Caroline Scott-Thomas reported yesterday that Badaracco tells her clients in the food industry that people who recently adopted a gluten-free diet for reasons other than celiac disease "are drifting back to gluten-containing foods, and that this drift is likely to pick up pace."
The interest in gluten-free foods "is a house of cards just waiting to fall," Scott-Thomas quotes Badaracco as saying. "It's a medical diet, right? It's hard to stick to."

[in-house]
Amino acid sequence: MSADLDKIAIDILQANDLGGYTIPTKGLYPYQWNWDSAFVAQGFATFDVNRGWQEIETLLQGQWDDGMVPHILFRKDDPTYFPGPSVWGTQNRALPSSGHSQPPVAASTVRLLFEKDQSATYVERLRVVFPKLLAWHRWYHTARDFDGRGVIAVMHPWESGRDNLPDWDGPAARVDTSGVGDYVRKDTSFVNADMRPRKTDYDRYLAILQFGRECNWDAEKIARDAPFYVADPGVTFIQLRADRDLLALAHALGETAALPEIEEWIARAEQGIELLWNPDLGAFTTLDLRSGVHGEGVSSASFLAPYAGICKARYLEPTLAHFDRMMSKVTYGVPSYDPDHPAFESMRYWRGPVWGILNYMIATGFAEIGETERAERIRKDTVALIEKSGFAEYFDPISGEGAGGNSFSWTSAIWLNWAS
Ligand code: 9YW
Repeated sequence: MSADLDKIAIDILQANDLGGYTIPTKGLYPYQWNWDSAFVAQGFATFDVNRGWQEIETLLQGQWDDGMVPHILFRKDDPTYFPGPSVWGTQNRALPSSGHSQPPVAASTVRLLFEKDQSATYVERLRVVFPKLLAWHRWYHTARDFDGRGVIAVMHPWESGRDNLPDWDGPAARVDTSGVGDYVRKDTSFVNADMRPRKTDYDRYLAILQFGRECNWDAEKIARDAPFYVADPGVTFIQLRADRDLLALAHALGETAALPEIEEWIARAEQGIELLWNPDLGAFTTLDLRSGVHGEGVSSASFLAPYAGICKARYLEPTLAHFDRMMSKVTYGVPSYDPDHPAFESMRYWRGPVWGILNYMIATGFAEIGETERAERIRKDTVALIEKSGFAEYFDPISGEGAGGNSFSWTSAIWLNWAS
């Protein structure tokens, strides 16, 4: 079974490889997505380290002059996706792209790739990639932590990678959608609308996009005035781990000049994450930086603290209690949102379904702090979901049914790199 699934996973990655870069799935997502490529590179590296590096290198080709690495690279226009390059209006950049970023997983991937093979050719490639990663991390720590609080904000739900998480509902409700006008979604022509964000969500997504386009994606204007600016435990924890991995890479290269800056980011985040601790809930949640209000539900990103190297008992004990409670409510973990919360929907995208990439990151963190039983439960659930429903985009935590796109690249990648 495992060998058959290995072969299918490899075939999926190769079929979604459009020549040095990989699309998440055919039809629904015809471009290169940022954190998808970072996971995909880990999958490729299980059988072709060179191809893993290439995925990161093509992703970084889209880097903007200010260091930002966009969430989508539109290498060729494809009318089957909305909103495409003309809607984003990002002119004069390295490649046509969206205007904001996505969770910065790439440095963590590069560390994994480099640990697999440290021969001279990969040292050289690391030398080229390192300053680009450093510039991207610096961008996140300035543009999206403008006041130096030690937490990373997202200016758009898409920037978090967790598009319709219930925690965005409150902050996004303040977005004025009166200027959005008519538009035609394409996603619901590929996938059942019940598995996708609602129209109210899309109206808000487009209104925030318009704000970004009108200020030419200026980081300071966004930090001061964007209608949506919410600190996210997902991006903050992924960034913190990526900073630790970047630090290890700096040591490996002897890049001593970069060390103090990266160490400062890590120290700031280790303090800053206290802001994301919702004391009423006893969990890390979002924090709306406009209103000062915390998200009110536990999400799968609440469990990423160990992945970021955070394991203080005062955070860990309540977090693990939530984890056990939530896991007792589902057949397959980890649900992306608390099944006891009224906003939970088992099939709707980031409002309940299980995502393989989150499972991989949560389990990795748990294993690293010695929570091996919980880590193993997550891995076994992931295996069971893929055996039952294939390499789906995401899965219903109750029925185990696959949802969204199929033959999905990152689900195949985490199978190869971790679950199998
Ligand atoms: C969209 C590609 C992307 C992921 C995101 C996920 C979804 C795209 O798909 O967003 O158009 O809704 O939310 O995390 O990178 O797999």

The article points out that the gluten-free market has grown by an average of 28% per year since 2004. But now, Badaracco predicts, the trend is going to die out. (I'm thinking to myself, "Lady, it's only going to die out if people like you tell companies to cut back on their gluten-free innovations, so cut it out.")
I took some small comfort from Scott-Thomas's assertion that "even if people without celiac disease decide to go back to eating gluten," wider availability of better, tastier gluten-free products - with higher nutritional value than older gluten-free products - "could be one of the longer lasting consequences of the gluten-free movement."